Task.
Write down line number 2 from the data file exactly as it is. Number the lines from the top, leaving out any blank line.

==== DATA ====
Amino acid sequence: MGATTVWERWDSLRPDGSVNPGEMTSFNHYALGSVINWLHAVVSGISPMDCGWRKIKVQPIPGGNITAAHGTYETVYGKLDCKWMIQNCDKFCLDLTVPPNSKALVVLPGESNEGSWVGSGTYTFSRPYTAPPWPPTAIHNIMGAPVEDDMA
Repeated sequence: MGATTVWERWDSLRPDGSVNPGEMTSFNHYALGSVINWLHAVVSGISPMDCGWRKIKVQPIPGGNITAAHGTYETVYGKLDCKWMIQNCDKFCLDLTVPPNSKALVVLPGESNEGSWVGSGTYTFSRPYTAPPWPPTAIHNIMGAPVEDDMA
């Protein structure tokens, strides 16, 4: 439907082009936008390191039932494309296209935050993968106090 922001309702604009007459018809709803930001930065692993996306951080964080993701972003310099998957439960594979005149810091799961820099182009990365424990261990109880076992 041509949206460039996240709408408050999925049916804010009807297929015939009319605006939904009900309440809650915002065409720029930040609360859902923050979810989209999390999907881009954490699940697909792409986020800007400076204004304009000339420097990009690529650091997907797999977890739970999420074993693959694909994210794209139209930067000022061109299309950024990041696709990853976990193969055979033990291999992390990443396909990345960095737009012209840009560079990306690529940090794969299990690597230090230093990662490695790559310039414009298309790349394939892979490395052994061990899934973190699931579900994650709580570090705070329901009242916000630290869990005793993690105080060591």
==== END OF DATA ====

Repeated sequence: MGATTVWERWDSLRPDGSVNPGEMTSFNHYALGSVINWLHAVVSGISPMDCGWRKIKVQPIPGGNITAAHGTYETVYGKLDCKWMIQNCDKFCLDLTVPPNSKALVVLPGESNEGSWVGSGTYTFSRPYTAPPWPPTAIHNIMGAPVEDDMA